The resequencing of IFNB1 in 32 T1D cases identified 21 polymorphisms (including one synonymous SNP), 18 of which were SNPs and three were DIPs; of these, five SNPs and three DIPs were novel (see Additional file 3). Ten polymorphisms had a MAF < 0.05 and were consequently not included in the tag SNP selection. From the 11 polymorphisms (MAF ≥ 0.05), four tag SNPs were selected (minimum R2 = 0.83) and genotyped in the family collection. All tag SNP genotypes in parents and T1D affected offspring were in HWE, except for rs10811465, which deviated from HWE in the parents (P = 0.0088; excess homozygotes). As there were no apparent errors with the genotype scoring, this SNP was re-typed using an alternative Taqman assay to check for a genotyping error. We found a high correlation of genotypes between the two assays (correlation coefficient = 0.99) and consequently, that the SNP genotypes still deviated from HWE in parents (P = 0.0012; excess homozygotes). Blast searches of the primer and probe sequences suggested that the assays should be specific, reducing the likelihood of deviation due to gene duplication. As the multilocus test does not assume HWE[8], we proceeded to analyse the set of tag SNPs. The multilocus test P-value was 0.12 (1,427 trios, χ42 = 7.2; see Additional file 4).

IFNG tag SNP and single SNP analysis

The SeattleSNP variation discovery resource ( in 23 European Americans identified 13 polymorphisms in their resequencing of IFNG, 12 of which were SNPs and one was a DIP. Six polymorphisms had a MAF < 0.1 and were consequently not included in the tag SNP selection[23]. From the seven polymorpisms (MAF ≥ 0.1), four tag SNPs were selected (minimum R2 = 0.84) and genotyped in the family collection (see Additional file 5). All tag SNP genotypes in parents and T1D affected offspring were in HWE. The multilocus test P-value was 0.43 (1,417 trios, χ42 = 3.8; see Additional file 6).

An additional IFNG SNP was obtained from the literature, rs2430561[24], with a reported association with tuberculosis. This common SNP (MAF = 0.46) was genotyped in the family collection. SNP genotypes in parents and T1D affected offspring were in HWE. The transmission/disequilibrium test[25]P- value was 0.091 (1,157 trios, χ12 = 2.9; see Additional file 6).

IFNW1 tag SNP analysis

The resequencing of IFNW1 in 32 T1D cases identified 23 polymorphisms (see Additional file 7), of which 21 were SNPs and two were DIPs; of these, seven SNPs and two DIPs were novel. One SNP had a MAF < 0.05 and was consequently not included in the tag SNP selection. From the 22 polymorphisms (MAF ≥ 0.05), 10 tag SNPs were selected (minimum R2 = 0.88) and genotyped in the family collection. All tag SNP genotypes in parents and T1D affected offspring were in HWE, except for rs12554686, which deviated from HWE in the parents (P = 0.0019; fewer homozygotes than expected under HWE). As there appear to be no obvious errors with the original Invader genotype scoring, this SNP was also re-typed using an alternative Taqman assay to check for a genotyping error. We found a high correlation of genotypes between the two assays (correlation coefficient = 0.96) and consequently, that the SNP genotypes still deviated from HWE in parents (P = 0.0024; fewer homozygotes). As with rs10811465 in IFNB1, blast searches suggested that the assays should be specific, reducing the likelihood of deviation due to gene duplication. The multilocus test P-value was 0.90 (1,401 trios, χ102 = 4.9; see Additional file 8).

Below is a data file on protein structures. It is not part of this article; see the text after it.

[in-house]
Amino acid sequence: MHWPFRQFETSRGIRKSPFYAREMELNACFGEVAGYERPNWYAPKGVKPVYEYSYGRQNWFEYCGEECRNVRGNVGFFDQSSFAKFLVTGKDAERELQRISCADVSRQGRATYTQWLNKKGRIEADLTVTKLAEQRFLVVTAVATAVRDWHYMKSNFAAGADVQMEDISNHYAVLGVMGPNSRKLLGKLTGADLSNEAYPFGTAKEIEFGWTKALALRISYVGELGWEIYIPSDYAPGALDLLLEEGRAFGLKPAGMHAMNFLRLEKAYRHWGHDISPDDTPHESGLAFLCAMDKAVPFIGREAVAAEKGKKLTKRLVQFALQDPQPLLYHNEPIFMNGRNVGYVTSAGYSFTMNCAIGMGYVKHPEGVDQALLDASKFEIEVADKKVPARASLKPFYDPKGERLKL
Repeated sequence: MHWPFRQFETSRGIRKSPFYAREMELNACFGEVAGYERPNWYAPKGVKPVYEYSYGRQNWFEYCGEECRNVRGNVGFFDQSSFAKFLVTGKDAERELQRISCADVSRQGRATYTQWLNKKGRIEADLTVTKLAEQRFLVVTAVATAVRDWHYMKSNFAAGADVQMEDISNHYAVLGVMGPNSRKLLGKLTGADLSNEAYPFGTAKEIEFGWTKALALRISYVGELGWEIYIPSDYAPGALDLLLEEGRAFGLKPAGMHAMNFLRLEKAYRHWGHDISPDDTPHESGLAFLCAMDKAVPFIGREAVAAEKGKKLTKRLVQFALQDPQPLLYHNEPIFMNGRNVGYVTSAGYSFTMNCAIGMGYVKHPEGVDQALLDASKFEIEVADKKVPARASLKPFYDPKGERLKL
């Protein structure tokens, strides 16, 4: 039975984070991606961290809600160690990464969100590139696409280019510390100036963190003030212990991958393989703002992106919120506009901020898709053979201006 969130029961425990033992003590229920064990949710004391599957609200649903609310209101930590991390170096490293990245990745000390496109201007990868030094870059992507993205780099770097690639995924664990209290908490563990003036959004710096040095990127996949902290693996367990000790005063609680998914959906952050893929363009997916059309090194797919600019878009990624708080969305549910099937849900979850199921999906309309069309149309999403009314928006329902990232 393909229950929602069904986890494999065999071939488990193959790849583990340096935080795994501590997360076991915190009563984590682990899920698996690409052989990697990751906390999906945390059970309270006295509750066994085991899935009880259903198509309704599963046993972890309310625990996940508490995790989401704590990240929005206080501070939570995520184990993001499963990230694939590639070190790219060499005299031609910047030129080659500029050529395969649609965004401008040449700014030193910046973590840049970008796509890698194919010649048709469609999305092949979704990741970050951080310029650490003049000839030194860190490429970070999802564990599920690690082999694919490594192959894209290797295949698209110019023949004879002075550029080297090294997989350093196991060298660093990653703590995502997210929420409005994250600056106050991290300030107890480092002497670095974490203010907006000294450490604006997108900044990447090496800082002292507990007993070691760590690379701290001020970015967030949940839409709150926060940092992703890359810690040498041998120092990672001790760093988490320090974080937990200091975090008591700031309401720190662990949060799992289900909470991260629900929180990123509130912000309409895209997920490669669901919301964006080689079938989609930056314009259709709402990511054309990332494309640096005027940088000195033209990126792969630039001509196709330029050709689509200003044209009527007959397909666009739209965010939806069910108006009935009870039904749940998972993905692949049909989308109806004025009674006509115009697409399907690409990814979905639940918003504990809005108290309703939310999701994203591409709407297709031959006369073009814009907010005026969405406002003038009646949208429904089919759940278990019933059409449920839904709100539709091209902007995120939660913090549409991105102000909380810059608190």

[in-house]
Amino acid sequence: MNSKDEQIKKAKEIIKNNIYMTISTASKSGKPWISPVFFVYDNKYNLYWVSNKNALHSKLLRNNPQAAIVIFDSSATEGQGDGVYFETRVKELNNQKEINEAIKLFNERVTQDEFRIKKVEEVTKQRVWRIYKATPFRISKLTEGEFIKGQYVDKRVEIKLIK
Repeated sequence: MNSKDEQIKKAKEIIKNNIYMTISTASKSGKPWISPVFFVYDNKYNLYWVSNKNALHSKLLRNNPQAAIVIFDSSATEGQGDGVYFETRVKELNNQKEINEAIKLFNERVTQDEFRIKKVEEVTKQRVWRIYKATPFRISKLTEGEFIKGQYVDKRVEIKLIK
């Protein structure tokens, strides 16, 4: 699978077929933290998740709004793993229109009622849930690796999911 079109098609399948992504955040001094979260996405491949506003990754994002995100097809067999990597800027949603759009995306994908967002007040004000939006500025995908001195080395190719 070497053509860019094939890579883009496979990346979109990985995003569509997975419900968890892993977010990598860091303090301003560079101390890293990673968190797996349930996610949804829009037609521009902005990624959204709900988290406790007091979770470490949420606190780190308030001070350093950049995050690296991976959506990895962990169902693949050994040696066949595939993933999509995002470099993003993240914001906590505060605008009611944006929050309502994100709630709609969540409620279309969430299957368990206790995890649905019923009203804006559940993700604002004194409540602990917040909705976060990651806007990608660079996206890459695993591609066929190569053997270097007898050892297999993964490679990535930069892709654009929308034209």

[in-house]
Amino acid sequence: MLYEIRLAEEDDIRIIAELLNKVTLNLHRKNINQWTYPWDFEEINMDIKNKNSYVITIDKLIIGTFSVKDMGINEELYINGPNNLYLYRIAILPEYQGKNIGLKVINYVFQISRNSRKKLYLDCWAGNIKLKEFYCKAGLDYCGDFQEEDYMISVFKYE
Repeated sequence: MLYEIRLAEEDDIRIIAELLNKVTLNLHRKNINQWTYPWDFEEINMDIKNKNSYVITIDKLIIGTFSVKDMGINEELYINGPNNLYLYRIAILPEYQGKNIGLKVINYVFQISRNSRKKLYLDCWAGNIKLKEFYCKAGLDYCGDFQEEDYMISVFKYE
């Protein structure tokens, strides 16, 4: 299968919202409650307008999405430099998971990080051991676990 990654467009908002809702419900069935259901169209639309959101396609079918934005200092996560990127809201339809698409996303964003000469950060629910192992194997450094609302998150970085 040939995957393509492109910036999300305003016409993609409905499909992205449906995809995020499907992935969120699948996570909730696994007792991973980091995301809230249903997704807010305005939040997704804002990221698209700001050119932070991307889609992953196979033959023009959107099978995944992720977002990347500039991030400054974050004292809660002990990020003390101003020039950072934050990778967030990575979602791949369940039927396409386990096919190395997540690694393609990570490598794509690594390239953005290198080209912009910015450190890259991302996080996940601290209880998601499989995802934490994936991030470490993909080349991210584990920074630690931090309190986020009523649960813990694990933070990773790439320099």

ICSBP1 tag SNP analysis

The resequencing of ICSBP1 in 32 T1D cases identified 42 polymorphisms, including one non-synonymous and four synonymous SNPs in exon seven of the gene (see Additional file 9). Forty of the 42 polymorphisms identified were SNPs and two were DIPs; eight of these SNPs and one DIP were novel. Eleven polymorphisms had a MAF < 0.05 and were consequently not included in the tag SNP selection. From the 31 polymorphisms (MAF ≥ 0.05), seven tag SNPs were selected (minimum R2 = 0.82) and genotyped in the family collection. All tag SNP genotypes in parents and T1D affected offspring were in HWE. The multilocus test P-value was 0.58 (1,411 trios, χ72 = 5.6; see Additional file 10).


As we found no statistical evidence of an association between T1D and any of the interferon and interferon related genes tested (Table 1). We conclude that the IFNAs, IFNB1, IFNW1, ICSBP1 and IFNG genes do not contribute significantly to T1D in the populations analysed. Of course, it remains possible that there exists a common disease variant in any of these genes, which either has an effect smaller than would be detected with this study size or is in much weaker LD with the tag SNPs than any other polymorphism known to us[12]. However, had we genotyped all the common polymorphisms (45 tags selected from 148 common polymorphisms), we would have been little better able to detect such a variant. The LD mapping approach has provided a cost-effective T1D association study of this complex gene family and, in addition, a better quality polymorphism map for others to use in the genetic analyses of other diseases.
Table 1

Summary of disease association results. Number of individuals in the sequencing panel, number of polymorphisms identified per gene, number of tag SNPs selected. Minor allele frequency cut-off used in tag SNP selection, minimum R2 of each set of tag SNPs, number of trios analysed, χ2 results and multilocus test P values for the IFNA gene cluster, IFNB1, IFNW1 and IFNG.


Number of



Individuals sequenced


Tag SNPs

MAF cut-off

Min R2








































IFNG – rs2430561










Polymorphism discovery